The electoral system in the United States is complex and confusing, moreover, even the US Constitution delegates the right to choose the electoral formation procedure that seems to the state the most acceptable. By the way, the coronavirus pandemic, because of which a huge number of people voted remotely, revealed these shortcomings. All of this leads to the complication and even impossibility of the development of democracy. As has been already mentioned, the main principle of democracy is the rule of the people. Today this is possible through fair and transparent elections, as well as by providing the people with freedom in all its manifestations. But elections are a very important component, because thanks to them, it is the people who decide certain important issues, that is, they reveal their will. It is very important to make this process as honest, open, and easily as possible, which might not be so today.

As a result, one has some pieces of evidence that the structure of the development of democracy in the United States today is not successful. Some political decisions directly contradict the foundations of democracy, and an improper election system testifies to the slow destruction of the country’s democratic foundation. Among these are also the inability to combat the polarization of the country, and contradictory political decisions, such as the Vieth ruling as well. In addition, the great problem today is the difficulties that people face to vote freely. These factors make the very system of democracy incapable of development and even call into question the fact of the country’s democracy.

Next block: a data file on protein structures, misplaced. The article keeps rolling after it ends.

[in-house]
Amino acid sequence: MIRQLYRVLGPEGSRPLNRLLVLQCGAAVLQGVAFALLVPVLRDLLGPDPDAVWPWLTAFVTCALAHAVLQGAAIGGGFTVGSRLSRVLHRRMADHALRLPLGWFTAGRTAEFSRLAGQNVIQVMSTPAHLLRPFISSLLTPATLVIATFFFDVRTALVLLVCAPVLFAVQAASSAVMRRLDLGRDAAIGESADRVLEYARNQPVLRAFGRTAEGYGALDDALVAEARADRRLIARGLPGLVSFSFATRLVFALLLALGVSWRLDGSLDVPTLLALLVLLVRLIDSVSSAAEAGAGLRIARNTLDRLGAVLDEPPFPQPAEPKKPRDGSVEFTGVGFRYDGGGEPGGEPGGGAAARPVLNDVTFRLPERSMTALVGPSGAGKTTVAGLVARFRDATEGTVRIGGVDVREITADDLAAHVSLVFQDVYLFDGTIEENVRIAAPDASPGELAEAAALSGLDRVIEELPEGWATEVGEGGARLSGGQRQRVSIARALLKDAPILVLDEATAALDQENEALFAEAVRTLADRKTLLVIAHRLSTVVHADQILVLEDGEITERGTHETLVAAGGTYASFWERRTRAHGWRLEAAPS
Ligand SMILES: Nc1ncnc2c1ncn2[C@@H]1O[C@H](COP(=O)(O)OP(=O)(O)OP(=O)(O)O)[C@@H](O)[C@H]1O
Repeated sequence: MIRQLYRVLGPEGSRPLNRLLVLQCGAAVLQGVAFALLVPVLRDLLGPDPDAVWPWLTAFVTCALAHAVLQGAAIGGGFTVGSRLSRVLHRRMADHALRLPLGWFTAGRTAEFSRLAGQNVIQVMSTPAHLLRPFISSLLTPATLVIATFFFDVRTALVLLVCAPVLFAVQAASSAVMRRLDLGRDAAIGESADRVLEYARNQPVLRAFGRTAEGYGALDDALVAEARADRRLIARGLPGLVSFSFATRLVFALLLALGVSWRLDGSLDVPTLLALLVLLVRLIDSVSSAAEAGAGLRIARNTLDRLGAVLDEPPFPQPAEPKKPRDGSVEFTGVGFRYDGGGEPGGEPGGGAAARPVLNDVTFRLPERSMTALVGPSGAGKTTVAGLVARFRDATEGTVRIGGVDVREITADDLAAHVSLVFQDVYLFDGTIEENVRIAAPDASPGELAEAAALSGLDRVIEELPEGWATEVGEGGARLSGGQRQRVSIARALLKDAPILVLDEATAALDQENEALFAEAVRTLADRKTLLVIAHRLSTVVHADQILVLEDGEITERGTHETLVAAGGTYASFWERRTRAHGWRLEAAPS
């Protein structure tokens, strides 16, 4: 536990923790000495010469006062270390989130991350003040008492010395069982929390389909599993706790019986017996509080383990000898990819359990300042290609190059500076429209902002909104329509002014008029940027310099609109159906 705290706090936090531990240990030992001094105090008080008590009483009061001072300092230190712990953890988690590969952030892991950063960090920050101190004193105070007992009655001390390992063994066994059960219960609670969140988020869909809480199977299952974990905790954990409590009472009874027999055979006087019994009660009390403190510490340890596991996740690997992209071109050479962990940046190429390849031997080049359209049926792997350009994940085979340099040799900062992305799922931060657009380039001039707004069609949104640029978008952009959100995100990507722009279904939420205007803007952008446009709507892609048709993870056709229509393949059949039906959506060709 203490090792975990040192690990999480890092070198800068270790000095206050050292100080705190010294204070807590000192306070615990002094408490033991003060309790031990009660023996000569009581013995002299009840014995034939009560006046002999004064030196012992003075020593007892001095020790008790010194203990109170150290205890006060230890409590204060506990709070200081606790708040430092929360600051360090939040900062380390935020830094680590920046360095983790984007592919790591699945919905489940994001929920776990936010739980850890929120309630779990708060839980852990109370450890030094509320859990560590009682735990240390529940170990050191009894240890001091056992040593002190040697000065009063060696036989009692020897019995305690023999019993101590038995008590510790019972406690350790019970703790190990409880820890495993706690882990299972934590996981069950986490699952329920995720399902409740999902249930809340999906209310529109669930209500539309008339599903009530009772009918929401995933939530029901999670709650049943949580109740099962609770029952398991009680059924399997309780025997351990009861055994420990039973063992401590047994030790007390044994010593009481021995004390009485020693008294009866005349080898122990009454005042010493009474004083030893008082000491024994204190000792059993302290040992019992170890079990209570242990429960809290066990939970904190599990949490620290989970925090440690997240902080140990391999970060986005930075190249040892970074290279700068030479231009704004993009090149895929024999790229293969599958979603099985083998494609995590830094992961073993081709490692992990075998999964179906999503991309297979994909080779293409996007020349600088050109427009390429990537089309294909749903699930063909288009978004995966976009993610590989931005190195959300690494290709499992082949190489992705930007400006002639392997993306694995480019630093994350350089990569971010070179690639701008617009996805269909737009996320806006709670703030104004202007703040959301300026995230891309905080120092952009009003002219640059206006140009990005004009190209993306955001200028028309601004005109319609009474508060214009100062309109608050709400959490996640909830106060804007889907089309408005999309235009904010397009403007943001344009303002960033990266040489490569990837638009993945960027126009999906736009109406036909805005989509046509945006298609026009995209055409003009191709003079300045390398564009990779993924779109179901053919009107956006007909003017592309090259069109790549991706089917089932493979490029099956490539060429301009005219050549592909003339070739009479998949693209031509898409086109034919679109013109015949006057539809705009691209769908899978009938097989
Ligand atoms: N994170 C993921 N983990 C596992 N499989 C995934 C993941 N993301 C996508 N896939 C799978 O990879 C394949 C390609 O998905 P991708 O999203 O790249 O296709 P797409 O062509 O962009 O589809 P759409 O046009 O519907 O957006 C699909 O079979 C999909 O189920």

Achen, Christopher, and Larry Bartels. Democracy for Realists: Why Elections Do Not Produce Responsive Government. Princeton University Press, 2017.

McGann, Anthony, et al. Gerrymandering, the Supreme Court and the Constitutional Revolution of 2004. Cambridge University Press, 2016.

Pabayo, Roman. “Barriers to Voting and Access to Health Insurance Among US Adults: A Cross-Sectional Study”. The Lancet Regional Health – Americas, 2021. ScienceDirect. Web.

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DemoEssays. "The United States Is Not Really a Democracy." December 27, 2022.